Mark McGwire uses an iPad to take a photo of Albert Pujols of the St. Louis Cardinals during a ceremony celebrating the team's 11th World Series championship in St. Louis, Missouri. (Photo by Whitney Curtis/Getty Images)
If the Angels don't win a World Series or two before Albert Pujols' abilities start to decline, things could get real ugly in Anaheim.
Last month, I wrote a feature here at Baseball Nation saying that Albert Pujols would be worth his huge 10-year contract and be productive until he's 40:
Pujols is a first-ballot Hall of Famer who might end his career as the greatest righthanded hitter in the history of the game. If he never played another game, he'd still be a first-ballot Hall of Famer off his performance to date.
I still believe this is true and that Pujols will be that once-in-a-generation player who will be productive at age 40. But reading the details of exactly what Pujols will be paid gave me a little pause:
Pujols has a full no-trade clause and will be paid a base salary of $240 million through the 10 years of what is a heavily backloaded player contract. As previously reported, that contract will pay him $12 million in 2012, $16 million in 2013 and $23 million in 2014, then increase by $1 million each season until reaching $30 million in 2021.
As I said, I personally believe that Pujols will be productive and be worth his contract. But what happens seven years from now, when he's 38 and making $27 million, if he then does begin a decline phase and the Angels haven't won a World Series or two in that time span? You could call this "Alfonso Soriano Syndrome".*
* Note, I am NOT in any way suggesting that Soriano is as good a player as Pujols. But hear me out.
Five years ago, in the 2006-07 offseason, Soriano, like Pujols now, was the premier free agent on the market. And the Cubs signed him to an eight year, $136 million deal that was, like Pujols' contract now, the biggest contract of its offseason.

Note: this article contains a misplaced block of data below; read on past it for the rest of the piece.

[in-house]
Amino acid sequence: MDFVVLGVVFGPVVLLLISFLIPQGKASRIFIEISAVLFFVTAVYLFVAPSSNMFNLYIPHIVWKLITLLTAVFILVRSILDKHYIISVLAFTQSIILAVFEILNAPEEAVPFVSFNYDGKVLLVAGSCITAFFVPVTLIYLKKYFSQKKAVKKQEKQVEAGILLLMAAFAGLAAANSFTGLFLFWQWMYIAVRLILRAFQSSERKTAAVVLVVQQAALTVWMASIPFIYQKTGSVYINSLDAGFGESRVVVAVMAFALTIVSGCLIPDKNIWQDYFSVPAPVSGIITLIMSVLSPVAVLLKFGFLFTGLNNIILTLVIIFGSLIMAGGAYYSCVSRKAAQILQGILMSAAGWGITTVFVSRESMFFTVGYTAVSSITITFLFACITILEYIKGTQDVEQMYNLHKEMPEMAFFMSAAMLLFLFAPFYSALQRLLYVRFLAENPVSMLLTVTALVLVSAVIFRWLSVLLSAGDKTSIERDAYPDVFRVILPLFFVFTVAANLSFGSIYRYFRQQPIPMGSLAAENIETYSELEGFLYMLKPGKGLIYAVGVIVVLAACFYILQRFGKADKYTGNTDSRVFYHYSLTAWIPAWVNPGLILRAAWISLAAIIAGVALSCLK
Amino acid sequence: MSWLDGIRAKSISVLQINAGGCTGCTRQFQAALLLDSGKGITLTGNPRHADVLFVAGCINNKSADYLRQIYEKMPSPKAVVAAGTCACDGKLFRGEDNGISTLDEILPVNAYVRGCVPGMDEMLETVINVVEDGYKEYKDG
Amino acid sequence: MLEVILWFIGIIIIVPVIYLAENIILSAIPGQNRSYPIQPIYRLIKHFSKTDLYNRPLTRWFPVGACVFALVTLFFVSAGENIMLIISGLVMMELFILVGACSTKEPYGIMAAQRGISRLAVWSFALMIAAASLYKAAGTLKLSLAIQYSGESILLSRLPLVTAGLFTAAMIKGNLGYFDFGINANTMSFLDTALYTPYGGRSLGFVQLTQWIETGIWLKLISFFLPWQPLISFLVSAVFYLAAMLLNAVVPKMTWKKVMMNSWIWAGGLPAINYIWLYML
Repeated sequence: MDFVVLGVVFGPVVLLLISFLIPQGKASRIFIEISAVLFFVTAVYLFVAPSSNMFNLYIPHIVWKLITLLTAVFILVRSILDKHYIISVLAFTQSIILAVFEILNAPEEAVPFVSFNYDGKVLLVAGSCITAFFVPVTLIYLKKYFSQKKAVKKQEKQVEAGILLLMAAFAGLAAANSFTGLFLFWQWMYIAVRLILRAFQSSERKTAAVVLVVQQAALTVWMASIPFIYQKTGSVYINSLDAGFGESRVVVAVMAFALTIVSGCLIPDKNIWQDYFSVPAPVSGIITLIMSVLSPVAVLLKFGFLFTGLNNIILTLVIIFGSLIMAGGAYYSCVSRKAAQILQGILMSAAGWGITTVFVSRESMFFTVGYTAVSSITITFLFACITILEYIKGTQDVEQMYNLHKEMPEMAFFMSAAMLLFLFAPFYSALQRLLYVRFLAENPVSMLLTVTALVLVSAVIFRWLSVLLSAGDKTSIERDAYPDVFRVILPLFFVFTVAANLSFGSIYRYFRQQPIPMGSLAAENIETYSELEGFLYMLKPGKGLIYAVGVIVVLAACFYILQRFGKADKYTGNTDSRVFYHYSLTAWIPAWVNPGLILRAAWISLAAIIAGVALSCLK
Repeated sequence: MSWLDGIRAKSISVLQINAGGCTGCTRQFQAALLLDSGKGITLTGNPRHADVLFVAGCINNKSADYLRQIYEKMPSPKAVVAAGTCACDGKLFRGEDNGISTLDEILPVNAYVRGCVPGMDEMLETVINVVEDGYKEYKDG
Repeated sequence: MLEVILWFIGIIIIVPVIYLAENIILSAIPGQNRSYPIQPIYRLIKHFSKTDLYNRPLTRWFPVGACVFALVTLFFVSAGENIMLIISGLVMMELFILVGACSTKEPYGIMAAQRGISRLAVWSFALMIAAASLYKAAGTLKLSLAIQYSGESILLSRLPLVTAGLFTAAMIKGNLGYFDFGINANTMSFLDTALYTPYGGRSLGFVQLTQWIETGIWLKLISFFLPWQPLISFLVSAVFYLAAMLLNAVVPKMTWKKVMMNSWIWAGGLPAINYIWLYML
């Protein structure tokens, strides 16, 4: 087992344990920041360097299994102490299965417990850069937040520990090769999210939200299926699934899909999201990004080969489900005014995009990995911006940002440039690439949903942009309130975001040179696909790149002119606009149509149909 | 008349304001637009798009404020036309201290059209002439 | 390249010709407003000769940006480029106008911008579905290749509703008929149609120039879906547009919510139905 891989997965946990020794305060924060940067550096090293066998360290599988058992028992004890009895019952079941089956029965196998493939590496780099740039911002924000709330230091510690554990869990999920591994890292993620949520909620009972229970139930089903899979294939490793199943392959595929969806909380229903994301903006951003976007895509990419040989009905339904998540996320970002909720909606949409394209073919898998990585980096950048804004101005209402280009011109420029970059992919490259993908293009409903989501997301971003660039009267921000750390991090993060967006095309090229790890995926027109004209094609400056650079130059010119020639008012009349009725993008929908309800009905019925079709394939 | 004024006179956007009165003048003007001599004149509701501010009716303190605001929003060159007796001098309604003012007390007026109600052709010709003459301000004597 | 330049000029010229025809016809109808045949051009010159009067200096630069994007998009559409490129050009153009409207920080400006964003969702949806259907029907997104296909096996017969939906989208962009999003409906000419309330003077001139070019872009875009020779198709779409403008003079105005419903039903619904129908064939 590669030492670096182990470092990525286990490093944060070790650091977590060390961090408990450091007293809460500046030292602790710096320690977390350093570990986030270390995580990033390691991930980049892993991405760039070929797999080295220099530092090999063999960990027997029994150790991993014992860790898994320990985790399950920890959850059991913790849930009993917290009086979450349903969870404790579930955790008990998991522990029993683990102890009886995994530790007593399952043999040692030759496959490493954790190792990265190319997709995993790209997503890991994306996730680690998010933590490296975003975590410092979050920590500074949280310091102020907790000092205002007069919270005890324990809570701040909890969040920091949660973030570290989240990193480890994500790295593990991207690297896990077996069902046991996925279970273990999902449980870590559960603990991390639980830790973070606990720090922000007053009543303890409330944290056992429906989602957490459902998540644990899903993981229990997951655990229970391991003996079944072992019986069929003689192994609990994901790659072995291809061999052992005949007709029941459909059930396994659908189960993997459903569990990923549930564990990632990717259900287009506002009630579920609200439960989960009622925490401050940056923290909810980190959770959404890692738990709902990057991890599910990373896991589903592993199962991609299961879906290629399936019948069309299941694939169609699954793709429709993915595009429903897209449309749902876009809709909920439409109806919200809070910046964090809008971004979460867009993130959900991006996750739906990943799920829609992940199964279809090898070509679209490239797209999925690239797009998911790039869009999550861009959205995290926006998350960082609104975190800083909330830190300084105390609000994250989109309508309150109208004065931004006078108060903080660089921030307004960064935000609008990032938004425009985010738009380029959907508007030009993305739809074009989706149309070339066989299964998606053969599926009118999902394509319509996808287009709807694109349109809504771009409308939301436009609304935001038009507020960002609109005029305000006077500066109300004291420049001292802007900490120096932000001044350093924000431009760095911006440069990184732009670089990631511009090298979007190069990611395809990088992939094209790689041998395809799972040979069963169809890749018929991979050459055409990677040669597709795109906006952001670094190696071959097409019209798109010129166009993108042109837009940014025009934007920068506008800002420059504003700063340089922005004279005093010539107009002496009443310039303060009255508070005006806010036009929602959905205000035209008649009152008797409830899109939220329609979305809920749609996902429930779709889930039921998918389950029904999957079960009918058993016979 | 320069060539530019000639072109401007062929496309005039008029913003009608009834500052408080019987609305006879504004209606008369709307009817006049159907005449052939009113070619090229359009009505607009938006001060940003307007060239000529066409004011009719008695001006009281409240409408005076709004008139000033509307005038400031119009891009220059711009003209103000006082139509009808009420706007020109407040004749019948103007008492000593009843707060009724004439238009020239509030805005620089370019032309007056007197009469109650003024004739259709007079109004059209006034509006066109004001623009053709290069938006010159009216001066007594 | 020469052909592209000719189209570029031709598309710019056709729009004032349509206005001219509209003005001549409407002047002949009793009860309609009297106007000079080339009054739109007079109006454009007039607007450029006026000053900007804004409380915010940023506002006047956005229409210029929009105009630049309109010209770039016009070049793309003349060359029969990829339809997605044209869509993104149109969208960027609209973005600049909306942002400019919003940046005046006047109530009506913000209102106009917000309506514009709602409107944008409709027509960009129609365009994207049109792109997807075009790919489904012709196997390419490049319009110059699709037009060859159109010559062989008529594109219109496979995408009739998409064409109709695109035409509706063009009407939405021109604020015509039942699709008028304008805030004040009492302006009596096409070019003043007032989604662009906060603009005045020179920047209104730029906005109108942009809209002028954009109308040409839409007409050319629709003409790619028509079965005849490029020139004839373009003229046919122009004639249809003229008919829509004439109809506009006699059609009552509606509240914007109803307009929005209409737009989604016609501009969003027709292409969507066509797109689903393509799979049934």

Soriano started off well -- the Cubs couldn't have won the NL Central in 2007 without his incredible September that year (.320/.354/.754 with 14 HR in 28 games) -- and overall, he has been above-average as a Cub (.818 OPS and 109 OPS+). But he has had several leg injuries, missed a lot of time, and has been made the favorite whipping boy of Cubs fans. New Cubs management appears to be desperately trying to deal the $54 million left on his deal, but it seems the Cubs might be stuck with him for three more years.
All of this would be OK if the Cubs had won the World Series in 2007 or 2008. They'd stil be stuck with him, but they'd have a trophy or two, so the deal would have been seen as worth doing.
Since they didn't, it wasn't.
And that's why the Angels have to win a World Series or two with Pujols to make this monster contract worthwhile. If a late 30s-early 40s Pujols as a Cardinal would suffer a down year or two, Cardinals fans would likely have been more forgiving. By that time, he'd have put up enough numbers to be designated "greatest Cardinal of all time", and the people in St. Louis would still have the memories of the two World Series they won with Pujols.
Angels fans don't have that. If they do win a World Series or two before Pujols begins his inevitable decline, they'll surely be OK with this contract.
If not, it's possible there will be quite a bit of griping about it six or seven years from now.